Mongolian Prime Minister and head of the ruling Mongolian People's Party Ukhnaa Khurelsukh met here Tuesday with senior official of the Communist Party of China (CPC), Li Hongzhong. Li, who is a member of the Political Bureau of the CPC Central Committee and Secretary of the CPC Tianjin Municipal Committee, led a CPC delegation on a visit to the East Asian country on Oct. 21-24. Mongolia's Parliament Speaker, Miyegombo Enkhbold, was also present at the Tuesday meeting. Li said that the CPC and the Chinese government attach great importance to China-Mongolia relations and always place bilateral ties in an important position in China's neighboring diplomacy. During the state visit by Chinese President Xi Jinping to Mongolia in 2014, China and Mongolia lifted their relations to a comprehensive strategic partnership, which has provided the direction for the development of bilateral ties, Li said. Leaders of the two countries have met several times this year and reached a series of important consensus on deepening China-Mongolia relations, Li said, adding that the two countries have been strengthening their political mutual trust and accelerating the alignment of their development strategies. China is willing to work together with the Mongolian side to implement the important consensus between their leaders, and jointly promote bilateral comprehensive strategic partnership to a higher level, he said. During the meeting, Khurelsukh and Enkhbold spoke highly of China's remarkable achievements made under the CPC leadership with Xi at the core since the 18th CPC National Congress, noting that in recent years, Mongolia-China relations have developed smoothly and bilateral cooperation has yielded fruits in various fields. They expressed Mongolia's willingness to work with China to consolidate the political foundation of bilateral ties, dovetail their development strategies and promote practical cooperation in various fields so as to better benefit the two peoples. During the CPC delegation's stay, Li met separately with Mongolia's Deputy Prime Minister Ulziisaikhan Enkhtuvshin, head of the Mongolian cabinet secretariat Gombojav Zandanshatar and chairman of Mongolia's opposition Democratic Party Sodnomzundui Erdene. ^ top ^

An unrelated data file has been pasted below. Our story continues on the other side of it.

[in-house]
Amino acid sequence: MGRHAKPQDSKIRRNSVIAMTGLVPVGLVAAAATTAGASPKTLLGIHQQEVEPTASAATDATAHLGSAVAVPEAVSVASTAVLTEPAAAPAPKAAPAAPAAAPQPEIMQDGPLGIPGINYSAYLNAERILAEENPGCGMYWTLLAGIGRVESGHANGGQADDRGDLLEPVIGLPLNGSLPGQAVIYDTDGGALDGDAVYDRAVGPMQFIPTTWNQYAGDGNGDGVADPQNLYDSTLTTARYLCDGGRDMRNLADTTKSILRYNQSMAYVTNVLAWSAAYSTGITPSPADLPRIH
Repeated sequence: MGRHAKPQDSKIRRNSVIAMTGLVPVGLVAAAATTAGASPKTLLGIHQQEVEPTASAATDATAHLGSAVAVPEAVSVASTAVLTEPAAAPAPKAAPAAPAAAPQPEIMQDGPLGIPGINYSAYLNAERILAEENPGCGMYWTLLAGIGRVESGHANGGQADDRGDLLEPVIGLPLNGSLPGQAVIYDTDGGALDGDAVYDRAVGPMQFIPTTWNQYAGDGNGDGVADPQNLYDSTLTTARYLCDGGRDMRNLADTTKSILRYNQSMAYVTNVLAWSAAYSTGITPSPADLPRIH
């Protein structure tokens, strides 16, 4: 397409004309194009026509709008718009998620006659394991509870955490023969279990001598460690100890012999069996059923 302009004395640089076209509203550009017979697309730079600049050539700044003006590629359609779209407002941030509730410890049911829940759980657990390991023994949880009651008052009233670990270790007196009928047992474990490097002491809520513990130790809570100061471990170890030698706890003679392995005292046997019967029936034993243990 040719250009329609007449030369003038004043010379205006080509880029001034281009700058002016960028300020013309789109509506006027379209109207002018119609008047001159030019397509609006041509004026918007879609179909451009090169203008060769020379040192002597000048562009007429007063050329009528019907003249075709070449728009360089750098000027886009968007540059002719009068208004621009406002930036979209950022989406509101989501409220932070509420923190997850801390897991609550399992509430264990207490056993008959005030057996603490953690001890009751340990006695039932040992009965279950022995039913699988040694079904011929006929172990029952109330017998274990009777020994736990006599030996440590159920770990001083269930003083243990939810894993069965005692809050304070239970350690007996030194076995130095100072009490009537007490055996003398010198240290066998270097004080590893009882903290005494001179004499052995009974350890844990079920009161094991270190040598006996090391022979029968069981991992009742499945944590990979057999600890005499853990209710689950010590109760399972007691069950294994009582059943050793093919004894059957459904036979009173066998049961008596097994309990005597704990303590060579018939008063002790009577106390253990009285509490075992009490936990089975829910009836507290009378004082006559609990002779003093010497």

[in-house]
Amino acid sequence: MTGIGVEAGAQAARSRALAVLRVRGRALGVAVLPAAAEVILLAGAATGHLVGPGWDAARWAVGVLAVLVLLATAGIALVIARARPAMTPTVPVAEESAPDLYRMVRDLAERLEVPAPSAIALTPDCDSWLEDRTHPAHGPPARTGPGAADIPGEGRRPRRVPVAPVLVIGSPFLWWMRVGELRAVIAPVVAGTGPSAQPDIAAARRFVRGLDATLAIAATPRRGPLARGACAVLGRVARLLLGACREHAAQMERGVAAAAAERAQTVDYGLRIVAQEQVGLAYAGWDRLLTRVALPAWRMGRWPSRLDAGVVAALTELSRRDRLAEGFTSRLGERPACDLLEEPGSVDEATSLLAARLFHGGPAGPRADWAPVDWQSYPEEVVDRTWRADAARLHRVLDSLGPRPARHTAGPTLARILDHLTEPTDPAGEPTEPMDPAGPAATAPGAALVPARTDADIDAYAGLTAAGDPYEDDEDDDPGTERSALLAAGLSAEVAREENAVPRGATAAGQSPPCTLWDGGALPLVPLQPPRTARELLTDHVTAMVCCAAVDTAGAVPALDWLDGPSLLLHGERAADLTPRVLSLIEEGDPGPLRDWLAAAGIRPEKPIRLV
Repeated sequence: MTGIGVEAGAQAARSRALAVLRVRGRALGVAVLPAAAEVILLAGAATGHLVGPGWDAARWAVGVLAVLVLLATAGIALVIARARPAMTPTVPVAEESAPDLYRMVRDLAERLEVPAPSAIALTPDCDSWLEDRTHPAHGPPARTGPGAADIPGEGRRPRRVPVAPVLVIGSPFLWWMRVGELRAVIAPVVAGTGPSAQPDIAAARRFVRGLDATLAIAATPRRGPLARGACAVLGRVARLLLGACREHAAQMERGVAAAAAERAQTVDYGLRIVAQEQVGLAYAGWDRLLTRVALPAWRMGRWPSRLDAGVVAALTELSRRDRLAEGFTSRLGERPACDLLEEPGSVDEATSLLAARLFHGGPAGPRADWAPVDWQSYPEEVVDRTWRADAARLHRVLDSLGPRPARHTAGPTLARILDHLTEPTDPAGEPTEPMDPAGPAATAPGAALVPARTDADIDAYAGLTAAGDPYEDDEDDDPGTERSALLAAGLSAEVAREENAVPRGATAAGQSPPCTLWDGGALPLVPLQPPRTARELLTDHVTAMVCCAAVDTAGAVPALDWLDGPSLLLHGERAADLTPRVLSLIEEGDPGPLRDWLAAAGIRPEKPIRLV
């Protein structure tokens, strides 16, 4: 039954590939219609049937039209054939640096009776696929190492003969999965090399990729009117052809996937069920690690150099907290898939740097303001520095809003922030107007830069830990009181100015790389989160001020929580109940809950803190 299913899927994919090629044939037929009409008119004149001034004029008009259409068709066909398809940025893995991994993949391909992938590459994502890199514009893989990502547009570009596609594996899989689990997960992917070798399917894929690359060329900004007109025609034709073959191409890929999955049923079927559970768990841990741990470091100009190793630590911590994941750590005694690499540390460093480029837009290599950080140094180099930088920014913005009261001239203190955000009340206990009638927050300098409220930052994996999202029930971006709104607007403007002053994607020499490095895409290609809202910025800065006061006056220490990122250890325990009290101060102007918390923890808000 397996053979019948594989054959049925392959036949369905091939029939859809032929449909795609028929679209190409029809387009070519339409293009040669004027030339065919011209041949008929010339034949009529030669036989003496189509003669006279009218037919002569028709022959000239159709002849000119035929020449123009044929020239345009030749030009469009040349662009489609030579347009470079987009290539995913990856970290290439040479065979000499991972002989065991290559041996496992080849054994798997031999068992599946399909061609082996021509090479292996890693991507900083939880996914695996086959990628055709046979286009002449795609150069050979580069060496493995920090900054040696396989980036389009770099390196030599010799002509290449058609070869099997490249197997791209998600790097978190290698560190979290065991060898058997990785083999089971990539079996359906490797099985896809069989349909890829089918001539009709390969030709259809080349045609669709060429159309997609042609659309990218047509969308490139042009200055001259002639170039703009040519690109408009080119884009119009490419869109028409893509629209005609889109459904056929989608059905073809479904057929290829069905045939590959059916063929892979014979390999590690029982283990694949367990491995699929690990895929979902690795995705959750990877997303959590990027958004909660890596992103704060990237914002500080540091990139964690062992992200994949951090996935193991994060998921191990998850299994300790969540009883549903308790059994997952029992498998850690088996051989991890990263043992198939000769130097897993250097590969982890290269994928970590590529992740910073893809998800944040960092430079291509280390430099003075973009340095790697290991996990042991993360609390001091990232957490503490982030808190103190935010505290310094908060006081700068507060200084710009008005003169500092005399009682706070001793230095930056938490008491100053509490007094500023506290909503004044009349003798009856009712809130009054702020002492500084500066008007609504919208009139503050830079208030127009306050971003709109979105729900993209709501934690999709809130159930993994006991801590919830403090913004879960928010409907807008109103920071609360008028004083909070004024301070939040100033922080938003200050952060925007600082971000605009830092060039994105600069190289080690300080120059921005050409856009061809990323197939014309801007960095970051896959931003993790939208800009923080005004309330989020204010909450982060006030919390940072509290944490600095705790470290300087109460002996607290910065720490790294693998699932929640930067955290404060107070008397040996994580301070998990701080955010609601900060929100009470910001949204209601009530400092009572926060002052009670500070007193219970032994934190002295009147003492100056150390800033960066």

President meets Secretary-General of UNCTAD (Montsame)
President of Mongolia Khaltmaagiin Battulga met Mukhisa Kituyi, Secretary-General of the United Nations Conference on Trade and Development (UNCTAD), on October 23 in Geneva, Switzerland. President Battulga began the meeting with a remark on the main issues of concern at the World Investment Forum, while stating that Mongolia also focuses on these issues, including global warming, ecology, unemployment, and inequality in resource distribution, but in a different context. President Battulga spoke about his purpose of attending the Forum which is to draw attention to the diversification of national economy as Mongolia is currently discussing its 2019 budget and promote the economic and business opportunities in Mongolia among global investors. Secretary-General Mukhisa Kituyi briefly discussed the multilateral activities of the UNCTAD, including in the areas of transport, investment, trade facilitation, and sustainable economic development of landlocked developing countries. President Battulga expressed Mongolia's interest in cooperating with the UNCTAD in diversifying the economy and steering the cooperation among landlocked developing countries. ^ top ^


LEW Mei Yi
Embassy of Switzerland

The Press review is a random selection of political and social related news gathered from various media and news services located in the PRC, edited or translated by the Embassy of Switzerland in Beijing and distributed among Swiss Government Offices. The Embassy does not accept responsibility for accuracy of quotes or truthfulness of content. Additionally the contents of the selected news mustn't correspond to the opinion of the Embassy.